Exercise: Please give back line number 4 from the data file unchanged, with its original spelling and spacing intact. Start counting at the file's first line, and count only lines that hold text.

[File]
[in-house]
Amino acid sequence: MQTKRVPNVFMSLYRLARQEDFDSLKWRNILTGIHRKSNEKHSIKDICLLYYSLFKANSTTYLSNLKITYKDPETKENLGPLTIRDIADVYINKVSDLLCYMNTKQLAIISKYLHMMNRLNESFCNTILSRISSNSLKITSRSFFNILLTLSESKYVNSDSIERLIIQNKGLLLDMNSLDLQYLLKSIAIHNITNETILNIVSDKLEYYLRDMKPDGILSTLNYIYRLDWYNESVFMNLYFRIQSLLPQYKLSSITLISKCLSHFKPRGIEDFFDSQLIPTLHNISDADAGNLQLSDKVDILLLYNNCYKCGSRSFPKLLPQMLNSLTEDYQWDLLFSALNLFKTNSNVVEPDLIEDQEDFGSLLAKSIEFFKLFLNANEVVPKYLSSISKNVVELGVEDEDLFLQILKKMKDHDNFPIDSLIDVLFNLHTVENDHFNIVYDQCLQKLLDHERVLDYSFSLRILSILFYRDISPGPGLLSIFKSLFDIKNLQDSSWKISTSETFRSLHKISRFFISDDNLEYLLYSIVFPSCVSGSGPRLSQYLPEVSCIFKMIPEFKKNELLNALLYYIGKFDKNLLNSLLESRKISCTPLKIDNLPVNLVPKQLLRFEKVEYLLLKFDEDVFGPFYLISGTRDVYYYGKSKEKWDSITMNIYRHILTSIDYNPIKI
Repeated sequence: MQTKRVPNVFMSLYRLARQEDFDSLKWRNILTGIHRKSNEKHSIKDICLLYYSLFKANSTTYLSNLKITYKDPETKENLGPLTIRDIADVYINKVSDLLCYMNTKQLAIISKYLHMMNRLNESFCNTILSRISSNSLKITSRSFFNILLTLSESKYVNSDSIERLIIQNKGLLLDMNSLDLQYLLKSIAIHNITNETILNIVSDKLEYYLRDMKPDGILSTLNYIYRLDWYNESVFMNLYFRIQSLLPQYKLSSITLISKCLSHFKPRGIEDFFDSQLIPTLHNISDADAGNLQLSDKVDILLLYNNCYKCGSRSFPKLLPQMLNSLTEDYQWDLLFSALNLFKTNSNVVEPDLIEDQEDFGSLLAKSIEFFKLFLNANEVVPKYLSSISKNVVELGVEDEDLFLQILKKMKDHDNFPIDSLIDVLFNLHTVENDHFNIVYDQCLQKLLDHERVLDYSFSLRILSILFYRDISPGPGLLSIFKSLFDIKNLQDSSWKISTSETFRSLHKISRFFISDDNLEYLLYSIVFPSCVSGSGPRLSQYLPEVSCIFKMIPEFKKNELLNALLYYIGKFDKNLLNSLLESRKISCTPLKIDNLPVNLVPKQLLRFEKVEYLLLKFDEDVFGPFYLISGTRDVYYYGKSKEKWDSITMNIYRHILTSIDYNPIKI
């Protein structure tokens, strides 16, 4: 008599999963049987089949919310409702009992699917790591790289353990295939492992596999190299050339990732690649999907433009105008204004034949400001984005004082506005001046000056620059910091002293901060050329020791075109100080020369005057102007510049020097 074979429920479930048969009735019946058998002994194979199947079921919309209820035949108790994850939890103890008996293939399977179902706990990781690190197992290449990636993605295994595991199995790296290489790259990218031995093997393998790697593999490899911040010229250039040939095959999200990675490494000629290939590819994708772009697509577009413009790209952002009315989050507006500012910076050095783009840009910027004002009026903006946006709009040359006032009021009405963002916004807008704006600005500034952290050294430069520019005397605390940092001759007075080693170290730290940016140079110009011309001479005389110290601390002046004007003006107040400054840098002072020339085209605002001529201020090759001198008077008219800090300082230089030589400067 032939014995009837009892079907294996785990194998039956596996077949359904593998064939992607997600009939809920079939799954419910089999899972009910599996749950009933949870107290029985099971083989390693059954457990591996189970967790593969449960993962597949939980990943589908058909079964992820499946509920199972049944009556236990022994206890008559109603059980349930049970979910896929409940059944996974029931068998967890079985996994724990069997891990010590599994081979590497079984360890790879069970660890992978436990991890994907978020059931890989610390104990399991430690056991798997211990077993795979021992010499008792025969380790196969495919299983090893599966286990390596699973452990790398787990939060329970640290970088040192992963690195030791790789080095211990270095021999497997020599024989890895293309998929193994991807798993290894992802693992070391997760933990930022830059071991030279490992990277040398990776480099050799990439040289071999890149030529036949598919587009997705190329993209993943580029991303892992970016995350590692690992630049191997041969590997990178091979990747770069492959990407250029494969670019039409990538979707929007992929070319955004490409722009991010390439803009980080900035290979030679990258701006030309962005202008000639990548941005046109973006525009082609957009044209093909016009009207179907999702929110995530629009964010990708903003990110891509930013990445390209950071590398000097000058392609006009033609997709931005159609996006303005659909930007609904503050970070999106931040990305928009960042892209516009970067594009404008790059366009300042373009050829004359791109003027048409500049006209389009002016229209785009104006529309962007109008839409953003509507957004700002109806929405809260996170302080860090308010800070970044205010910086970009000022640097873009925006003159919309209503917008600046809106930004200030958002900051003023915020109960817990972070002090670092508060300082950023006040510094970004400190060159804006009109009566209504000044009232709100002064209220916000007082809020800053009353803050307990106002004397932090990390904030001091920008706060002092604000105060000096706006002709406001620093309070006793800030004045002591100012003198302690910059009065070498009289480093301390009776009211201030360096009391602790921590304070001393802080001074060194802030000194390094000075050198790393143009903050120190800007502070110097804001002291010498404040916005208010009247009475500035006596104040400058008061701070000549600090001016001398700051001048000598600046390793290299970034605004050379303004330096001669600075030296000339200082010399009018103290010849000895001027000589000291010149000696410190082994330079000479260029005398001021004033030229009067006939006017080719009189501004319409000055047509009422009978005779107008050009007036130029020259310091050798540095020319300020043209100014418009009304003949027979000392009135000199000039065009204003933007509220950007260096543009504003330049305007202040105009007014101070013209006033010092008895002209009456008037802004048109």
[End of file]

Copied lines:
């Protein structure tokens, strides 16, 4: 008599999963049987089949919310409702009992699917790591790289353990295939492992596999190299050339990732690649999907433009105008204004034949400001984005004082506005001046000056620059910091002293901060050329020791075109100080020369005057102007510049020097 074979429920479930048969009735019946058998002994194979199947079921919309209820035949108790994850939890103890008996293939399977179902706990990781690190197992290449990636993605295994595991199995790296290489790259990218031995093997393998790697593999490899911040010229250039040939095959999200990675490494000629290939590819994708772009697509577009413009790209952002009315989050507006500012910076050095783009840009910027004002009026903006946006709009040359006032009021009405963002916004807008704006600005500034952290050294430069520019005397605390940092001759007075080693170290730290940016140079110009011309001479005389110290601390002046004007003006107040400054840098002072020339085209605002001529201020090759001198008077008219800090300082230089030589400067 032939014995009837009892079907294996785990194998039956596996077949359904593998064939992607997600009939809920079939799954419910089999899972009910599996749950009933949870107290029985099971083989390693059954457990591996189970967790593969449960993962597949939980990943589908058909079964992820499946509920199972049944009556236990022994206890008559109603059980349930049970979910896929409940059944996974029931068998967890079985996994724990069997891990010590599994081979590497079984360890790879069970660890992978436990991890994907978020059931890989610390104990399991430690056991798997211990077993795979021992010499008792025969380790196969495919299983090893599966286990390596699973452990790398787990939060329970640290970088040192992963690195030791790789080095211990270095021999497997020599024989890895293309998929193994991807798993290894992802693992070391997760933990930022830059071991030279490992990277040398990776480099050799990439040289071999890149030529036949598919587009997705190329993209993943580029991303892992970016995350590692690992630049191997041969590997990178091979990747770069492959990407250029494969670019039409990538979707929007992929070319955004490409722009991010390439803009980080900035290979030679990258701006030309962005202008000639990548941005046109973006525009082609957009044209093909016009009207179907999702929110995530629009964010990708903003990110891509930013990445390209950071590398000097000058392609006009033609997709931005159609996006303005659909930007609904503050970070999106931040990305928009960042892209516009970067594009404008790059366009300042373009050829004359791109003027048409500049006209389009002016229209785009104006529309962007109008839409953003509507957004700002109806929405809260996170302080860090308010800070970044205010910086970009000022640097873009925006003159919309209503917008600046809106930004200030958002900051003023915020109960817990972070002090670092508060300082950023006040510094970004400190060159804006009109009566209504000044009232709100002064209220916000007082809020800053009353803050307990106002004397932090990390904030001091920008706060002092604000105060000096706006002709406001620093309070006793800030004045002591100012003198302690910059009065070498009289480093301390009776009211201030360096009391602790921590304070001393802080001074060194802030000194390094000075050198790393143009903050120190800007502070110097804001002291010498404040916005208010009247009475500035006596104040400058008061701070000549600090001016001398700051001048000598600046390793290299970034605004050379303004330096001669600075030296000339200082010399009018103290010849000895001027000589000291010149000696410190082994330079000479260029005398001021004033030229009067006939006017080719009189501004319409000055047509009422009978005779107008050009007036130029020259310091050798540095020319300020043209100014418009009304003949027979000392009135000199000039065009204003933007509220950007260096543009504003330049305007202040105009007014101070013209006033010092008895002209009456008037802004048109």